Most Asian markets fall as BOJ holds meeting
Most Asian markets fell, as shares in both Tokyo and Hong Kong declined for the second straight day.Updated: Mar 08, 2006 17:52 IST
Most Asian markets fell on Wednesday, as shares in both Tokyo and Hong Kong declined for the second straight day. The benchmark Nikkei 225 index shed 98.53 points, or 0.63 percent, to finish at 15,627.49 points on the Tokyo Stock Exchange. The Tokyo market has now fallen in five of the last six sessions amid growing expectations that the central bank will scrap its five-year policy of quantitative easing, which kept interest rates at zero and flooded the financial system with excess cash to spur borrowing.
With the economy recovering, the bank could announce the end of that policy on Thursday. Experts say the bank will most likely to wait and raise interest rates some months later.
Traders sold off high-tech stocks after four straight sessions of declines on the Nasdaq market in New York. Steel and retail issues were also among morning losers, as well as machinery stocks. Heavy selling on the futures market ahead of Friday's expiration of March Nikkei 225 futures further depressed the market.
"We're seeing a combination of concerns over the Bank of Japan and feedback from the futures side ahead of special quotation day weakening the market," said Hitoshi Yamamoto, president of Commerz International Capital Management in Tokyo.
Decliners included Nippon Steel Corp, machinery maker Fanuc Ltd, and department store Mitsukoshi Ltd.
The Bank of Japan's policy meeting was also being closely watched in New York, where some investors are concerned that higher interest rates in Japan and Europe could prompt the Federal Reserve to raise US rates.
US stocks closed mixed Tuesday as bond yields remained high. In Hong Kong, shares fell for a second day, with index heavyweights HSBC Holdings PLC and China Mobile (Hong Kong) Ltd leading the downward trend.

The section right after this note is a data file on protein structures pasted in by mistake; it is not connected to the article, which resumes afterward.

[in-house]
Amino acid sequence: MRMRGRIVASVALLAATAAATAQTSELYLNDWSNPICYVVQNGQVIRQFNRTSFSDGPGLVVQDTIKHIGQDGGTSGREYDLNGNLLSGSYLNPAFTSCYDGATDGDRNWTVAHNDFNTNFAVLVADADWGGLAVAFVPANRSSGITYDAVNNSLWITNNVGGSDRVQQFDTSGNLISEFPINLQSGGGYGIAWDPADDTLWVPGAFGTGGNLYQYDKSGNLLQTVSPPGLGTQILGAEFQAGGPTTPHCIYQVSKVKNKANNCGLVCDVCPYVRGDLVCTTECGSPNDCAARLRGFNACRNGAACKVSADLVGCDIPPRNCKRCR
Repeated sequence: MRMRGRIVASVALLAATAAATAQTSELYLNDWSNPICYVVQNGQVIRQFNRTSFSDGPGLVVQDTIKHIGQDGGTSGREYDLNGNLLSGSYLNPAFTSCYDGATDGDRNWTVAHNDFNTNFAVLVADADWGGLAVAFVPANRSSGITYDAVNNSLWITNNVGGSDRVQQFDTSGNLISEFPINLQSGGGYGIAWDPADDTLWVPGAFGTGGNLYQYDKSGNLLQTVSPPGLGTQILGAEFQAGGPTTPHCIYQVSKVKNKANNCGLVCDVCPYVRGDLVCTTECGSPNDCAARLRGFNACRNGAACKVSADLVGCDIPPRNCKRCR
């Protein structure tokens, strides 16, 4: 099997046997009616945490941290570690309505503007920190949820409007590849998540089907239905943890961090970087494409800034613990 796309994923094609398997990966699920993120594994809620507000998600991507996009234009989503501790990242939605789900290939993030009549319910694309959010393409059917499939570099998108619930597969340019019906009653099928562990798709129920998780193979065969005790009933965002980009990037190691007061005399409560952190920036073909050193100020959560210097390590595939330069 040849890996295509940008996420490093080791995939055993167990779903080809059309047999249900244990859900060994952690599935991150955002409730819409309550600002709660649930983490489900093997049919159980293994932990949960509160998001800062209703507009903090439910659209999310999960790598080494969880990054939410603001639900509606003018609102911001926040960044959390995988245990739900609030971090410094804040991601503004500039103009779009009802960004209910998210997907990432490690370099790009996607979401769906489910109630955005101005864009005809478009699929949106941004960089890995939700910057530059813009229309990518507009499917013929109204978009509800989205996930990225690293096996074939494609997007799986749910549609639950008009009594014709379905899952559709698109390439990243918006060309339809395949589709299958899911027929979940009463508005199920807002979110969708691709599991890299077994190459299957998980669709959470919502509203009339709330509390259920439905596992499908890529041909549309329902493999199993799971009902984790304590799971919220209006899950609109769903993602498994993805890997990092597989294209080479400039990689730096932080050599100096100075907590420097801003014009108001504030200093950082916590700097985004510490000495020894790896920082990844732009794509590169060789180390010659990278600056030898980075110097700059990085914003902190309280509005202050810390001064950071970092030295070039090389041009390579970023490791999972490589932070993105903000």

The blue chip Hang Seng Index fell 109.27 points, or 0.7 per cent, to 15,493.09.
China Mobile, the largest mobile operator in China by subscribers, fell 1.1 per cent to HK$35.95. HSBC, the largest constituent on the benchmark index by market capitalization, slipped 0.2 per cent to HK$132.40.
Hong Kong's leading carrier Cathay Pacific Airways Ltd. fell 3.2 per cent to close at HK$13.65, after reporting on Wednesday a 25.3 per cent decline in 2005 net profit. The airline blamed the fall in profit on record-high jet fuel prices despite strong growth in passenger demand.
In currencies, the US dollar was trading at 117.56 yen on the Tokyo foreign exchange market late on Wednesday, down 0.33 yen from late Tuesday in New York. The euro rose to $1.1917 from $1.1885 on Tuesday.
Jakarta: Indonesian shares ended lower, led by further price correction in select automotive and bank blue chips amid fears of poor 2005 earnings due to high interest rates and inflation. The Jakarta Stock Exchange Composite Index ended down 12.66 points, or 1 per cent, at 1,233.60.
Kuala Lumpur: Malaysian shares finished down in follow through selling as investors took their cue from weaker regional bourses. The weighted Composite Index of 100 blue-chip stocks finished down 0.2 per cent, or 1.68 points, at 913.53.
Manila: Philippine stocks fell for the second day as investors fretted over prospects of higher interest rates and talk of heavy selling by government financial institutions. The benchmark 30-company Philippine Stock Exchange Index fell 22.65 points, or 1.1 percent, to 2,099.26, adding to its 1.2 per cent loss on Tuesday.
Seoul: South Korean shares edged down for the fifth session in six as foreign investors sold Samsung Electronics Co on concerns about its first-quarter earnings. The Korea Composite Stock Price Index, or Kospi, fell 0.2 per cent, or 2.62 points, to 1,314.05.
Shanghai: China's shares ended lower on concerns over a possible resumption of initial public offerings and expectations for weak corporate earnings. The benchmark Shanghai Composite Index, which tracks both A and B shares, ended down 0.8 percent at 1,250.38.
Singapore: Singapore's shares closed higher, helped by mild bargain hunting and a stronger Wall Street overnight. The Straits Times Index closed up 13.45 points, or 0.5 per cent, at 2,502.60.
Sydney: Australian stocks fell slightly as resource shares were hit by lower base metal prices. The benchmark S&P/ASX 200 index fell 6.7 points, or 0.1 per cent, to 4,873.0.
Taipei: Taiwan's shares dropped, led by chip and liquid-crystal-display panel stocks after losses in their US tech counterparts overnight. The Weighted Price Index of the Taiwan Stock Exchange fell 34.58 points, or 0.5 per cent, to 6,459.57.
Wellington: New Zealand's stocks slipped slightly as a drop in bellwether Telecom offset strong gains in export and currency-sensitive stocks. The benchmark NZSX-50 index ended down 9.21 points, or 0.3 percent, at 3,449.48.
First Published: Mar 08, 2006 17:52 IST